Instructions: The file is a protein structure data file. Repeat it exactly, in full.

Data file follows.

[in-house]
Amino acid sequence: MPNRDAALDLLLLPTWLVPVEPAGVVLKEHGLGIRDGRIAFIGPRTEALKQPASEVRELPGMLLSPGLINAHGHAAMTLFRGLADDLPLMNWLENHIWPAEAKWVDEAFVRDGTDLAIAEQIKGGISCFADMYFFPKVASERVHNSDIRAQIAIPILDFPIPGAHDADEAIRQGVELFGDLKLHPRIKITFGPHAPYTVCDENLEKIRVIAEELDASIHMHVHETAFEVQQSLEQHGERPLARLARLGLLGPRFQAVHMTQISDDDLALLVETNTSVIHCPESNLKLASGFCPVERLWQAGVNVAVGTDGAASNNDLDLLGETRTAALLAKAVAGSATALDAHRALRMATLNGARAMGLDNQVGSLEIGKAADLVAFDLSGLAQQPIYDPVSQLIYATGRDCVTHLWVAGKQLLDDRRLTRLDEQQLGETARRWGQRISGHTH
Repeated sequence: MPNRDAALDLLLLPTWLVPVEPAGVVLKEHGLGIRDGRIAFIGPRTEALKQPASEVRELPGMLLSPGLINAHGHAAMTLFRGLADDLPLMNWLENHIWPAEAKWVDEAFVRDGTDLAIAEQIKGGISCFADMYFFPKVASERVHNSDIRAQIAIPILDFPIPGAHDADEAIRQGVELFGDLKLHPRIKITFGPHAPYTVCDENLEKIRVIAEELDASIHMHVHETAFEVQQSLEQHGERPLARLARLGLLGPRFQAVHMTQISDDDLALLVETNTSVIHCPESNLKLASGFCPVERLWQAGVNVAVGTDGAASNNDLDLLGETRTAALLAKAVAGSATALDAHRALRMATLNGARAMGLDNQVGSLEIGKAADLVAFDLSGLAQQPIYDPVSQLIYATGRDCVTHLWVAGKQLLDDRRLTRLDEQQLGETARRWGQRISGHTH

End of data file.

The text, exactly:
[in-house]
Amino acid sequence: MPNRDAALDLLLLPTWLVPVEPAGVVLKEHGLGIRDGRIAFIGPRTEALKQPASEVRELPGMLLSPGLINAHGHAAMTLFRGLADDLPLMNWLENHIWPAEAKWVDEAFVRDGTDLAIAEQIKGGISCFADMYFFPKVASERVHNSDIRAQIAIPILDFPIPGAHDADEAIRQGVELFGDLKLHPRIKITFGPHAPYTVCDENLEKIRVIAEELDASIHMHVHETAFEVQQSLEQHGERPLARLARLGLLGPRFQAVHMTQISDDDLALLVETNTSVIHCPESNLKLASGFCPVERLWQAGVNVAVGTDGAASNNDLDLLGETRTAALLAKAVAGSATALDAHRALRMATLNGARAMGLDNQVGSLEIGKAADLVAFDLSGLAQQPIYDPVSQLIYATGRDCVTHLWVAGKQLLDDRRLTRLDEQQLGETARRWGQRISGHTH
Repeated sequence: MPNRDAALDLLLLPTWLVPVEPAGVVLKEHGLGIRDGRIAFIGPRTEALKQPASEVRELPGMLLSPGLINAHGHAAMTLFRGLADDLPLMNWLENHIWPAEAKWVDEAFVRDGTDLAIAEQIKGGISCFADMYFFPKVASERVHNSDIRAQIAIPILDFPIPGAHDADEAIRQGVELFGDLKLHPRIKITFGPHAPYTVCDENLEKIRVIAEELDASIHMHVHETAFEVQQSLEQHGERPLARLARLGLLGPRFQAVHMTQISDDDLALLVETNTSVIHCPESNLKLASGFCPVERLWQAGVNVAVGTDGAASNNDLDLLGETRTAALLAKAVAGSATALDAHRALRMATLNGARAMGLDNQVGSLEIGKAADLVAFDLSGLAQQPIYDPVSQLIYATGRDCVTHLWVAGKQLLDDRRLTRLDEQQLGETARRWGQRISGHTH